S.B. 1266 Firearms; access by children; penalty. Provides that it is a Class 1 misdemeanor to knowingly authorize a child age four or younger to use or handle a firearm. Passed by indefinitely
S.B. 1267 Firearms; alcohol; penalties. Provides that it is a Class 1 misdemeanor for a person who is intoxicated or under the influence of illegal drugs to carry a loaded firearm on or about his person in a public place and that a person found guilty is ineligible to apply for a concealed handgun permit for a period of five years. Current law provides that such prohibition applies only to persons permitted to carry a concealed handgun. The bill also creates a Class 2 misdemeanor for a person who carries a loaded firearm on or about his person onto the premises of any restaurant or club licensed to sell and serve alcoholic beverages for on-premises consumption and consumes an alcoholic beverage while on the premises. Current law provides that such prohibition applies only to those persons carrying a concealed handgun on such premises. Passed by indefinetely
S.B. 1297 Concealed weapons; nonduty status active military personnel may carry. Provides that an active duty member of the Virginia National Guard, Armed Forces of the United States, or Armed Forces Reserves of the United States in a nonduty status may carry a concealed weapon wherever such member may travel in the Commonwealth. Incorporated into SB1362
S.B. 1299 Concealed handguns; protective orders. Authorizes any person 21 years of age or older who is not prohibited from purchasing, possessing, or transporting a firearm and is protected by an unexpired protective order to carry a concealed handgun for 45 days after the protective order was issued. The bill provides that if the person issued the protective order applies for a concealed handgun permit during such 45-day period, such person will be authorized to carry a concealed handgun for an additional 45 days and be given a copy of the certified application, which shall serve as a de facto concealed handgun permit. The bill requires such person to have the order or certified application and photo identification on his person when carrying a concealed handgun and to display them upon demand by a law-enforcement officer; failure to do so is punishable by a $25 civil penalty. Approved by committee and headed to full Senate
S.B. 1300 Victims of domestic violence, etc.; firearms safety or training course. Provides that the Department of Criminal Justice Services may distribute funds from the Virginia Sexual and Domestic Violence Victim Fund to reimburse an entity that offers a firearms safety or training course or class approved by the Department free of charge to victims of domestic violence, sexual abuse, stalking, and family abuse. The bill also requires that, upon the issuance of a protective order, the petitioner for the order be provided with a list of such approved courses or classes. Reported and referred to Finance Committee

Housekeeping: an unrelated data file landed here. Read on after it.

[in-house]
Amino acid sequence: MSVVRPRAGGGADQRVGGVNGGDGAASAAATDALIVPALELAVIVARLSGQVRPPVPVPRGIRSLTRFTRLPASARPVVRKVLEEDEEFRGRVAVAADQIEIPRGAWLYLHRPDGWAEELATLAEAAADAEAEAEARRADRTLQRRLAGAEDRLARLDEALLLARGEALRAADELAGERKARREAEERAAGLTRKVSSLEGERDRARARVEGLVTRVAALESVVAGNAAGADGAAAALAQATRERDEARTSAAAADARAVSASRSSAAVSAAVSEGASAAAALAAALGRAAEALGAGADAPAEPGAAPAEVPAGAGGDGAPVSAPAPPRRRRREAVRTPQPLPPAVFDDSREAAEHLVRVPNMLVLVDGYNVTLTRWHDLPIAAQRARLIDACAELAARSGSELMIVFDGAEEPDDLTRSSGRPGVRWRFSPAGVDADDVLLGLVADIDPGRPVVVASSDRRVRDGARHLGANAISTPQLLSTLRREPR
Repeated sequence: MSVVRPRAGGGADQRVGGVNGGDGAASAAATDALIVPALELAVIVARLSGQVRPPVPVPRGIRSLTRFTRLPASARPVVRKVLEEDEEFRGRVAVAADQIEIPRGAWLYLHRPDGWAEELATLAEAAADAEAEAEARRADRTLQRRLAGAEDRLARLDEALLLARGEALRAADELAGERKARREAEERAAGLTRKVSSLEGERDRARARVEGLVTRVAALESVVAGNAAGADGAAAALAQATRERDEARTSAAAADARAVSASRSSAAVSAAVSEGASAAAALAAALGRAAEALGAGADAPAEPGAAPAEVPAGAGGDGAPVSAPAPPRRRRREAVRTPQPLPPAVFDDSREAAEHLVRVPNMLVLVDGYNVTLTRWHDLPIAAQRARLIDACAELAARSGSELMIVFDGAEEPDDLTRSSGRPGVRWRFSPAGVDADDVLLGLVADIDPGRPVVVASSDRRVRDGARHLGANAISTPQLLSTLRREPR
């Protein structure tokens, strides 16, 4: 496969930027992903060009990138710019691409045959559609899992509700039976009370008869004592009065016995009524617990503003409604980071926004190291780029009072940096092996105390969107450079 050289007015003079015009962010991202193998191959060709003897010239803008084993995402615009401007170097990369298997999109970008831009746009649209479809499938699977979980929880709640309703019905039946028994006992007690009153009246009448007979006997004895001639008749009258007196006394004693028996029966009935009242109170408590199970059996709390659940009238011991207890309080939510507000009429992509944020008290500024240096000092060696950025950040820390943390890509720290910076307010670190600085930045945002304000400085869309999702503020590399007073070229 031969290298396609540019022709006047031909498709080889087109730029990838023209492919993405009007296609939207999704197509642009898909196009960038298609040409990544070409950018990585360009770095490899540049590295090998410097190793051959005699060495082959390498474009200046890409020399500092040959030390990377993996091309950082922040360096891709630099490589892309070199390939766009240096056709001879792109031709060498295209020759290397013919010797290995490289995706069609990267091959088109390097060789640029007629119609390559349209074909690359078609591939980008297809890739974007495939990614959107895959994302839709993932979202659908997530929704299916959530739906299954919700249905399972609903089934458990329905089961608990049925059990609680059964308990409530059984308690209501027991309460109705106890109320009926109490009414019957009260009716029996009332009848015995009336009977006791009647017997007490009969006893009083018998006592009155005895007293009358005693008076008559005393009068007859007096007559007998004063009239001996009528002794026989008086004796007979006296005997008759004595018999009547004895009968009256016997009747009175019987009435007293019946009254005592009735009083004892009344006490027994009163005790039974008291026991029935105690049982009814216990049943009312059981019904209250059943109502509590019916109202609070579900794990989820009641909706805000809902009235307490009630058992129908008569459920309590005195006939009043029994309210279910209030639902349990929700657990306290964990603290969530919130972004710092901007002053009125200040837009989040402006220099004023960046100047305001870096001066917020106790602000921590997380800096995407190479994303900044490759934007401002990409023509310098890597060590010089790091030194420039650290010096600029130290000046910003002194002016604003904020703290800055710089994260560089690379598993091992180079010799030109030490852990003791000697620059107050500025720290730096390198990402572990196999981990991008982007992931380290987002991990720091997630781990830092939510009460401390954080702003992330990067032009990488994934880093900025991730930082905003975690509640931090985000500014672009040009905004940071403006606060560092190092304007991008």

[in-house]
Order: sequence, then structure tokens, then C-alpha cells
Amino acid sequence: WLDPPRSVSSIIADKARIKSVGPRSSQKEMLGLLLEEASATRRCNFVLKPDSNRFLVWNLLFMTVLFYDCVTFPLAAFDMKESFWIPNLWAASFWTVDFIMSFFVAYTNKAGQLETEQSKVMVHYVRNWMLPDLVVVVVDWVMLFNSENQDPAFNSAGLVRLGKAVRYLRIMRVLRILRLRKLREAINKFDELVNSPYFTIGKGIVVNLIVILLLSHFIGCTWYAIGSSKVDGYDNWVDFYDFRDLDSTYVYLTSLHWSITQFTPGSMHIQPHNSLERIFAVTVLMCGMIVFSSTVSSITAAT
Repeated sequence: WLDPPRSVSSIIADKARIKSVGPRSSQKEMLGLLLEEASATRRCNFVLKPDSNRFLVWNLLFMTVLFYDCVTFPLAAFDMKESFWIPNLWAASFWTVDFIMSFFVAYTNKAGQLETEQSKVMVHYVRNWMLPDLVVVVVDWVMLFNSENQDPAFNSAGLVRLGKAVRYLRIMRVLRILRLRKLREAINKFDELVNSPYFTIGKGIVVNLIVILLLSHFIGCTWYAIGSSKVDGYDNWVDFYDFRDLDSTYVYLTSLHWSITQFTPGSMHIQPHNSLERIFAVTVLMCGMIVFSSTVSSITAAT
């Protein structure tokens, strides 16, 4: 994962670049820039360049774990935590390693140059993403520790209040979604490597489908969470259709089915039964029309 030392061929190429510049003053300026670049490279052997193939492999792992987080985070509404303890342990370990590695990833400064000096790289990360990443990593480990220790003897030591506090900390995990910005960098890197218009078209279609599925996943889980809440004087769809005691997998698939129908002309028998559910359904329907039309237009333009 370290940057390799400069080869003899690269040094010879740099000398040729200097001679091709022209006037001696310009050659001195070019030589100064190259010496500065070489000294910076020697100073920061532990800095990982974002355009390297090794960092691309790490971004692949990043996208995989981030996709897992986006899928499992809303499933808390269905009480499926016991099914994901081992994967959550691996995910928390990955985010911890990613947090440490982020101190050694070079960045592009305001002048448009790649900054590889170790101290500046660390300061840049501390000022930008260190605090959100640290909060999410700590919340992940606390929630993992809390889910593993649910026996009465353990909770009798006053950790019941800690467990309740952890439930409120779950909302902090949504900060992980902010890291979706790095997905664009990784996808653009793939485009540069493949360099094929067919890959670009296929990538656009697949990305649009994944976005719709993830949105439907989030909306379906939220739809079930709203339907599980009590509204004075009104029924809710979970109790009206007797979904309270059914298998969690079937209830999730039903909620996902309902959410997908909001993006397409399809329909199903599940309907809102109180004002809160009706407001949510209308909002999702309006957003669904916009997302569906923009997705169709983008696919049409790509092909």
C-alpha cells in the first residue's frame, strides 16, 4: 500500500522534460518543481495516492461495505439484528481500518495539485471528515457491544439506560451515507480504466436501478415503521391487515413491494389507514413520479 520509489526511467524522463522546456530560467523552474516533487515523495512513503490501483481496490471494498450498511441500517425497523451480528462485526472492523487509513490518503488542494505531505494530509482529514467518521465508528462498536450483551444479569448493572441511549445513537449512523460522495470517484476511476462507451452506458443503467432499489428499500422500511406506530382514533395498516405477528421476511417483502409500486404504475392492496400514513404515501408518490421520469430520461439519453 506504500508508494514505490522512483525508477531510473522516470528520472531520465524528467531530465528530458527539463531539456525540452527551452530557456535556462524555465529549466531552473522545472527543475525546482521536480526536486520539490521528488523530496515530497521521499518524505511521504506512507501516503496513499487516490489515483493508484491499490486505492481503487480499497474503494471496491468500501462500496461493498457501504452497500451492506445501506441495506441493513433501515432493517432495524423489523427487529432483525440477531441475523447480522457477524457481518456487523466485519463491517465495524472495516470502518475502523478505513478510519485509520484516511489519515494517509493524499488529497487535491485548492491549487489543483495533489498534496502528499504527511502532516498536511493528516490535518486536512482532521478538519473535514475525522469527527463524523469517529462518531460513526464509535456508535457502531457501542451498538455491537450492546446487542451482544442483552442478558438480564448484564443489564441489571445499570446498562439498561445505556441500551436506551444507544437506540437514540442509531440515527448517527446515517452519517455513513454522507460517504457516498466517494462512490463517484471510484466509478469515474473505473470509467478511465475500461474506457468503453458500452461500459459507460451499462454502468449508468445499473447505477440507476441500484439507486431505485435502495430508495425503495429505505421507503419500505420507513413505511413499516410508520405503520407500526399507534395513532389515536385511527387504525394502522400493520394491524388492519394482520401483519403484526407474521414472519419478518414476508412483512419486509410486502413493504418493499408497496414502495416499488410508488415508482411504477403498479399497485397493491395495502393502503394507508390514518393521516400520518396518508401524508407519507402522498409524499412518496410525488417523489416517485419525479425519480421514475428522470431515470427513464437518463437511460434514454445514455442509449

S.B. 1362 Concealed weapons; nonduty status active military personnel may carry. Provides that an active duty member of the Virginia National Guard, Armed Forces of the United States, or Armed Forces Reserves of the United States in a nonduty status may carry a concealed weapon wherever such member may travel in the Commonwealth. Approved by committee and headed to full Senate
S.B. 1422 Law enforcement, local; fees for concealed handgun permits, courthouse and courtroom security. Eliminates (i) the fee, under current law up to $35, that a local law-enforcement agency is permitted to charge for conducting the background investigation for a concealed handgun permit and (ii) the requirement that the local law-enforcement agency forward to the State Police any amount assessed by the FBI for providing criminal history record information in the background investigation. The bill makes discretionary the current mandatory fee of up to $10 charged by the clerk for processing a concealed handgun permit application or issuing a permit. The bill increases from $10 to $20 the maximum amount, designated solely to fund courthouse and courtroom security, that a local governing body may assess against a convicted defendant as part of the costs in a criminal or traffic case in district or circuit court. Passed by indefinitely